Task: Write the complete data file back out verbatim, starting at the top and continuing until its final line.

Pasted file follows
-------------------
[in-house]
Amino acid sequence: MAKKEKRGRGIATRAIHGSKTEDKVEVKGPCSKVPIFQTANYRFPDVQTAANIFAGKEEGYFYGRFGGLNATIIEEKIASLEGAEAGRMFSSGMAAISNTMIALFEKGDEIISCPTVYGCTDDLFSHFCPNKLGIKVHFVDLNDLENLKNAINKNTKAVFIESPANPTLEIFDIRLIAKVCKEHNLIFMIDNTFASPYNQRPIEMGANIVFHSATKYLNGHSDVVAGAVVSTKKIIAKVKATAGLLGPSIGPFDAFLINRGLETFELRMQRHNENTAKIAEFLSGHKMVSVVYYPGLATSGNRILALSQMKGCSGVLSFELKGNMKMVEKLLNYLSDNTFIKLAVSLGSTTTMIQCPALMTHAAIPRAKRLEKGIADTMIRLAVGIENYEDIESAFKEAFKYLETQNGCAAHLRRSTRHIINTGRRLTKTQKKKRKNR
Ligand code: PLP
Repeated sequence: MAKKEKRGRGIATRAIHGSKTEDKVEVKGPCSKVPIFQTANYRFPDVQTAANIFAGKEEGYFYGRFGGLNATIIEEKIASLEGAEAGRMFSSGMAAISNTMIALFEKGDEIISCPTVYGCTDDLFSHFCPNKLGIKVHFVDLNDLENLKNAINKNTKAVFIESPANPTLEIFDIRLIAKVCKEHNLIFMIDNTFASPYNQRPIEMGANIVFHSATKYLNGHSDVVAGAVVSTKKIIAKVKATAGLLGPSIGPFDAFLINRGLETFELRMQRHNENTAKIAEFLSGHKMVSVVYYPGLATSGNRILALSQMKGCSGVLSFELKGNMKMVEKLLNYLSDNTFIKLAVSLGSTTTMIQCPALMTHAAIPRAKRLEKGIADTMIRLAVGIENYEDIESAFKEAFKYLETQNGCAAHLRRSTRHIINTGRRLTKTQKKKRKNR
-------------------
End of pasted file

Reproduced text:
[in-house]
Amino acid sequence: MAKKEKRGRGIATRAIHGSKTEDKVEVKGPCSKVPIFQTANYRFPDVQTAANIFAGKEEGYFYGRFGGLNATIIEEKIASLEGAEAGRMFSSGMAAISNTMIALFEKGDEIISCPTVYGCTDDLFSHFCPNKLGIKVHFVDLNDLENLKNAINKNTKAVFIESPANPTLEIFDIRLIAKVCKEHNLIFMIDNTFASPYNQRPIEMGANIVFHSATKYLNGHSDVVAGAVVSTKKIIAKVKATAGLLGPSIGPFDAFLINRGLETFELRMQRHNENTAKIAEFLSGHKMVSVVYYPGLATSGNRILALSQMKGCSGVLSFELKGNMKMVEKLLNYLSDNTFIKLAVSLGSTTTMIQCPALMTHAAIPRAKRLEKGIADTMIRLAVGIENYEDIESAFKEAFKYLETQNGCAAHLRRSTRHIINTGRRLTKTQKKKRKNR
Ligand code: PLP
Repeated sequence: MAKKEKRGRGIATRAIHGSKTEDKVEVKGPCSKVPIFQTANYRFPDVQTAANIFAGKEEGYFYGRFGGLNATIIEEKIASLEGAEAGRMFSSGMAAISNTMIALFEKGDEIISCPTVYGCTDDLFSHFCPNKLGIKVHFVDLNDLENLKNAINKNTKAVFIESPANPTLEIFDIRLIAKVCKEHNLIFMIDNTFASPYNQRPIEMGANIVFHSATKYLNGHSDVVAGAVVSTKKIIAKVKATAGLLGPSIGPFDAFLINRGLETFELRMQRHNENTAKIAEFLSGHKMVSVVYYPGLATSGNRILALSQMKGCSGVLSFELKGNMKMVEKLLNYLSDNTFIKLAVSLGSTTTMIQCPALMTHAAIPRAKRLEKGIADTMIRLAVGIENYEDIESAFKEAFKYLETQNGCAAHLRRSTRHIINTGRRLTKTQKKKRKNR